Union Jacks and EU flags flutter wildly atop lampposts and flagpoles. People gathered in Parliament Square in central London also wear them draped over their shoulders, as makeshift capes.
Chants of “Leave means Leave” and “Stop Brexit” can be heard over the din of traffic rushing by. On occasion, the shouting matches turn into tense confrontations.
Outside the Houses of Parliament, dozens of demonstrators for and against the plan for the United Kingdom to leave the European Union have been making their case since the 2016 referendum.
Inside, MPs have debated for nearly three years over how, and when, the divorce will take place.
On Friday, Conservative Prime Minister Theresa May’s withdrawal deal was voted down a third time, casting more uncertainty on an already complex issue.
With Britain’s parliament deadlocked over the way forward on Brexit, speculation is growing that May could call a snap election to try and break the impasse.
The Sunday Times reported her media chief, Robbie Gibb, and her political aide Stephen Parkinson were pushing for an
But the deputy chair of her Conservatives, James Cleverly said on Sunday the party was not planning for an election, while justice minister David Gauke warned it would not solve the issue over the way forward on Brexit.
With the exit date delayed to April 12 or beyond, demonstraters from both sides have been reaffirming their commitment to their cause and insist that they will keep protesting until the bitter end.
Here’s what some of them had to say recently.
Kevin Down, 58, is easy to spot in a crowd or on a march, his four-tiered flagpole flying high above the rest.
Recently, Down has been sporting an emblem for the county of Buckinghamshire, northwest of London. He hopes this helps prove that the Remain movement has broader support outside of what critics call the “London bubble.”
An IT consultant from Aylesbury, Down has already used a majority of his holidays this year to protest, and will likely use up the rest if Brexit is delayed again.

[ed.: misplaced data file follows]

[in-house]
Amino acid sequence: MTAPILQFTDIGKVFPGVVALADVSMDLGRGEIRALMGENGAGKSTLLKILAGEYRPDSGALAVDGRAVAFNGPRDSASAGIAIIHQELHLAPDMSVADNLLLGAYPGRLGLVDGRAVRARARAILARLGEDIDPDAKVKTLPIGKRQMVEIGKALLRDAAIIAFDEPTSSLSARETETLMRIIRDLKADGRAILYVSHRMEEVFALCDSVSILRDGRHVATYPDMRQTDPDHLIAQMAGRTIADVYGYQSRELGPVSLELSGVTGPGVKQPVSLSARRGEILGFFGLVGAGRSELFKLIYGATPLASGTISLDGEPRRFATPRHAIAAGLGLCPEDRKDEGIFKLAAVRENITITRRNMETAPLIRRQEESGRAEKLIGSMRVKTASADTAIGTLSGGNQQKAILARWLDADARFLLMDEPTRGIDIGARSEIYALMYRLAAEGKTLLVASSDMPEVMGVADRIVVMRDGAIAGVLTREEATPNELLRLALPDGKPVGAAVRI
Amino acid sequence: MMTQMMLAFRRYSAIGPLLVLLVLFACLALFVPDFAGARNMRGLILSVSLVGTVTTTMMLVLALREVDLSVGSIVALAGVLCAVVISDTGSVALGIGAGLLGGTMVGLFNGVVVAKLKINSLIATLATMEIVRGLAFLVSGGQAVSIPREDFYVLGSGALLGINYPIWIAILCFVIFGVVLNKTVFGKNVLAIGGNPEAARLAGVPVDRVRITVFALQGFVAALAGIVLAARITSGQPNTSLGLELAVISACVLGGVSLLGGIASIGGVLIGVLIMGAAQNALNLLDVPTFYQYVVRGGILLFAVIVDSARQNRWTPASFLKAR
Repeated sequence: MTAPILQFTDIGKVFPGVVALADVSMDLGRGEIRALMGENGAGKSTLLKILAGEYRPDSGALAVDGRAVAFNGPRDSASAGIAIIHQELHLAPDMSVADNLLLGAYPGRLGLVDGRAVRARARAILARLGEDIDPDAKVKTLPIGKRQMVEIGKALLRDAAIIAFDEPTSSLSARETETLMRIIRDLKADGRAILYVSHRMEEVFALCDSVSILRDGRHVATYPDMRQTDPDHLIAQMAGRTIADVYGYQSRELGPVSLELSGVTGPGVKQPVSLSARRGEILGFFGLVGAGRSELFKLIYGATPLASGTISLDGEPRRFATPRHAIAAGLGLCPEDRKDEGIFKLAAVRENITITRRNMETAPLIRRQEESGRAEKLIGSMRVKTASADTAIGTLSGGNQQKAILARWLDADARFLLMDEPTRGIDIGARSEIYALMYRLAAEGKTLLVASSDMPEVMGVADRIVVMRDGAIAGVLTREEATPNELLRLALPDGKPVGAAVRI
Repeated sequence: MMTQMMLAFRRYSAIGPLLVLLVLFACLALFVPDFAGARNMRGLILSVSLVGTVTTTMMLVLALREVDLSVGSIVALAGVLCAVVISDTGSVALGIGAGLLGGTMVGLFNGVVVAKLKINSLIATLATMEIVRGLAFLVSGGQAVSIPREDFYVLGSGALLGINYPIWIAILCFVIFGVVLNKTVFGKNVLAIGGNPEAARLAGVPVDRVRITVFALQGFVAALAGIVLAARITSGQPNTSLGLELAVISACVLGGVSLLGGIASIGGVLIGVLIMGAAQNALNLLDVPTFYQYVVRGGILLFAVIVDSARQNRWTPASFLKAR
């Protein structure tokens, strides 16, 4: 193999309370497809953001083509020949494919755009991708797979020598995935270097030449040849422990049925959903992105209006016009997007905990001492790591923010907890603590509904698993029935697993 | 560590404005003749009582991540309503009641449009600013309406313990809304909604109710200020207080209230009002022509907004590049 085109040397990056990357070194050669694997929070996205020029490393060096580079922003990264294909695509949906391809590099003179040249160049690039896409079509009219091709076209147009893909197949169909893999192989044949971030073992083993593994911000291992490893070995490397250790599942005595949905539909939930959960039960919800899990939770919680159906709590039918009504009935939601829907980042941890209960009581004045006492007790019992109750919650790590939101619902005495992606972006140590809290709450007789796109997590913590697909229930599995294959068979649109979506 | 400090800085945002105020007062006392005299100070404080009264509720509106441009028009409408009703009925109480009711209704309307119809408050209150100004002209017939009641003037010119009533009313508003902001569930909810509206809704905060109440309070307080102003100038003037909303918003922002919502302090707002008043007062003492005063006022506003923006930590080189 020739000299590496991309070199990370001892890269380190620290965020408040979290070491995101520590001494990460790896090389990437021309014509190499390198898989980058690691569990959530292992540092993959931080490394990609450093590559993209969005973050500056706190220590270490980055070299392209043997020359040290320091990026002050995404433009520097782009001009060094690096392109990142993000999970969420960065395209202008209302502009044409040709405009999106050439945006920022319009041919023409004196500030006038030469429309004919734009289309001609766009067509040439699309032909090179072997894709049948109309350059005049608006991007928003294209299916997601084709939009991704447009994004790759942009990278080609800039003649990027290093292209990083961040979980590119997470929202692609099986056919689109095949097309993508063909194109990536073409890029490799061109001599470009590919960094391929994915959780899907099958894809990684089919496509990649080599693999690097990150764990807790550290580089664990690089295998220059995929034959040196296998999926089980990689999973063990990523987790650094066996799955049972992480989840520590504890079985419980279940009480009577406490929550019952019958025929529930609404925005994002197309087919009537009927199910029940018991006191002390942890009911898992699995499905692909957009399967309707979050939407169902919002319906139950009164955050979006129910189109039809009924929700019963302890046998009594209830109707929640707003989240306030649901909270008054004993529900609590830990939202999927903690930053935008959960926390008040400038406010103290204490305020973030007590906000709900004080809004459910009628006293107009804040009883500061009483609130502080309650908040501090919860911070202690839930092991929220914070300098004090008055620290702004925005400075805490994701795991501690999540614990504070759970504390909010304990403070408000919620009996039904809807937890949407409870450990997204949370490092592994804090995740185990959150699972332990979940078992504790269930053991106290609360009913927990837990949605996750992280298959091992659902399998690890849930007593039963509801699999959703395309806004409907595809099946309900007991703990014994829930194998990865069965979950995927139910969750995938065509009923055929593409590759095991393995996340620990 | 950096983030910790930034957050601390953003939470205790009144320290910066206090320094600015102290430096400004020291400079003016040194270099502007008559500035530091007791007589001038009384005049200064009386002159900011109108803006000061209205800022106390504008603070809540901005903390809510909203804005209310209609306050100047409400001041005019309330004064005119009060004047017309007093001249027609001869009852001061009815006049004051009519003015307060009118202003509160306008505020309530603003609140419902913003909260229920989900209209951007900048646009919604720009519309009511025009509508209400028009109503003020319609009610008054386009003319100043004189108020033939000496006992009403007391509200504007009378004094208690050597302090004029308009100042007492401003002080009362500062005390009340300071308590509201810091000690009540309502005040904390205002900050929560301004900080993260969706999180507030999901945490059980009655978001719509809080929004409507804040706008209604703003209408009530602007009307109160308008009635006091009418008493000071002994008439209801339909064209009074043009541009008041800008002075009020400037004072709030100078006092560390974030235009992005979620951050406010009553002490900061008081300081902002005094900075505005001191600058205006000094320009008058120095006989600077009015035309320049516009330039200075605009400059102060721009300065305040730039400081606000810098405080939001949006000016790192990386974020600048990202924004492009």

He is motivated by his passion for Europe and recalls a childhood in Devon, in southwest England, before European integration in 1973.
“I remember blackouts, poverty, lack of money, lack of jobs, nothing to do, questionable futures. Then this thing called the Common Market came along and things got better,” he said.
Once a Conservative and then a Liberal Democrat, Down now describes himself as politically homeless but will support any party that makes Remain a priority.
In the event Brexit does happen, Down said he is willing to take a step further to remain in the EU.
“If we leave, I will up sticks and reregister my vote in Scotland. I would vote Scottish National Party and I would vote for Scottish independence,” he said.
Marilyn Daley, 66, knows she could be enjoying her retirement in a more traditional way, over long lunches near her home in the London borough of Redbridge or socializing with friends.
Instead, she stands sentry outside Parliament behind a row of red Leave placards and has done so nearly every day since December.
“It’s about democracy now. It’s not about whether you voted Leave or Remain, although I did vote to leave. It’s about democracy. If they can overturn 17.4 million people, what will they do next time?” Daley said.
A lifelong Labour supporter, Daley voted Conservative in 2017 after May promised: “Brexit means Brexit.” Daley said she now feels like she was lied to and fears that a delayed Brexit could turn into a cancelled one.
Daley thinks that her protest will embolden MPs to honour the referendum results and accuses them of ignoring the will of the people.
“My constituency voted to leave, but my MP doesn’t believe in us leaving because he thinks he knows better than us,” she said.